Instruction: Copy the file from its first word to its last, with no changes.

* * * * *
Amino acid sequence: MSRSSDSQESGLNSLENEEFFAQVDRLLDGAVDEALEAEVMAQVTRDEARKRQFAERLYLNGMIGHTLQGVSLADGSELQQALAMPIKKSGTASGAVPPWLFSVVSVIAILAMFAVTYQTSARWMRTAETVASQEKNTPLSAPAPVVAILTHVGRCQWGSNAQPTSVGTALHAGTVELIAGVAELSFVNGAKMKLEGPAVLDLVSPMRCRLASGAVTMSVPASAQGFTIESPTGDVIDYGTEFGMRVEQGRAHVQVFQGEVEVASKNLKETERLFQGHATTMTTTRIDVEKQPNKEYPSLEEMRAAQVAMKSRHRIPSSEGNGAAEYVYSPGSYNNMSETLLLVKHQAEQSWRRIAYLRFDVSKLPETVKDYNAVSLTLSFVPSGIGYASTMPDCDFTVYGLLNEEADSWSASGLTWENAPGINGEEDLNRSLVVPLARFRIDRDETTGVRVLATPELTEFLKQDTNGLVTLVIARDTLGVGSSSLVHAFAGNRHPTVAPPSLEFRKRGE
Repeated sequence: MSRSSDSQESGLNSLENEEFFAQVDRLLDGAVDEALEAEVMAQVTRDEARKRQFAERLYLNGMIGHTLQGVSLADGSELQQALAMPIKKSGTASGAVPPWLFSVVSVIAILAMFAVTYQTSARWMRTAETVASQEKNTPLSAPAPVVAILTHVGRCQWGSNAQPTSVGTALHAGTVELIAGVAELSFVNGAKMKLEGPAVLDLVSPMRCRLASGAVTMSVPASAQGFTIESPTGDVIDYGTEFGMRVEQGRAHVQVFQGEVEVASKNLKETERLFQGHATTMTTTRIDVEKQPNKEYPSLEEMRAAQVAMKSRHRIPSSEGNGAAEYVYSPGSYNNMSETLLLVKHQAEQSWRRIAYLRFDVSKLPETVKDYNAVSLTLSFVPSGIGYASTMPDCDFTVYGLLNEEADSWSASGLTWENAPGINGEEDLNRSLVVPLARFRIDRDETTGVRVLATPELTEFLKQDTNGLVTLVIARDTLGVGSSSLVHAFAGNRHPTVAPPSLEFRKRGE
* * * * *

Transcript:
Amino acid sequence: MSRSSDSQESGLNSLENEEFFAQVDRLLDGAVDEALEAEVMAQVTRDEARKRQFAERLYLNGMIGHTLQGVSLADGSELQQALAMPIKKSGTASGAVPPWLFSVVSVIAILAMFAVTYQTSARWMRTAETVASQEKNTPLSAPAPVVAILTHVGRCQWGSNAQPTSVGTALHAGTVELIAGVAELSFVNGAKMKLEGPAVLDLVSPMRCRLASGAVTMSVPASAQGFTIESPTGDVIDYGTEFGMRVEQGRAHVQVFQGEVEVASKNLKETERLFQGHATTMTTTRIDVEKQPNKEYPSLEEMRAAQVAMKSRHRIPSSEGNGAAEYVYSPGSYNNMSETLLLVKHQAEQSWRRIAYLRFDVSKLPETVKDYNAVSLTLSFVPSGIGYASTMPDCDFTVYGLLNEEADSWSASGLTWENAPGINGEEDLNRSLVVPLARFRIDRDETTGVRVLATPELTEFLKQDTNGLVTLVIARDTLGVGSSSLVHAFAGNRHPTVAPPSLEFRKRGE
Repeated sequence: MSRSSDSQESGLNSLENEEFFAQVDRLLDGAVDEALEAEVMAQVTRDEARKRQFAERLYLNGMIGHTLQGVSLADGSELQQALAMPIKKSGTASGAVPPWLFSVVSVIAILAMFAVTYQTSARWMRTAETVASQEKNTPLSAPAPVVAILTHVGRCQWGSNAQPTSVGTALHAGTVELIAGVAELSFVNGAKMKLEGPAVLDLVSPMRCRLASGAVTMSVPASAQGFTIESPTGDVIDYGTEFGMRVEQGRAHVQVFQGEVEVASKNLKETERLFQGHATTMTTTRIDVEKQPNKEYPSLEEMRAAQVAMKSRHRIPSSEGNGAAEYVYSPGSYNNMSETLLLVKHQAEQSWRRIAYLRFDVSKLPETVKDYNAVSLTLSFVPSGIGYASTMPDCDFTVYGLLNEEADSWSASGLTWENAPGINGEEDLNRSLVVPLARFRIDRDETTGVRVLATPELTEFLKQDTNGLVTLVIARDTLGVGSSSLVHAFAGNRHPTVAPPSLEFRKRGE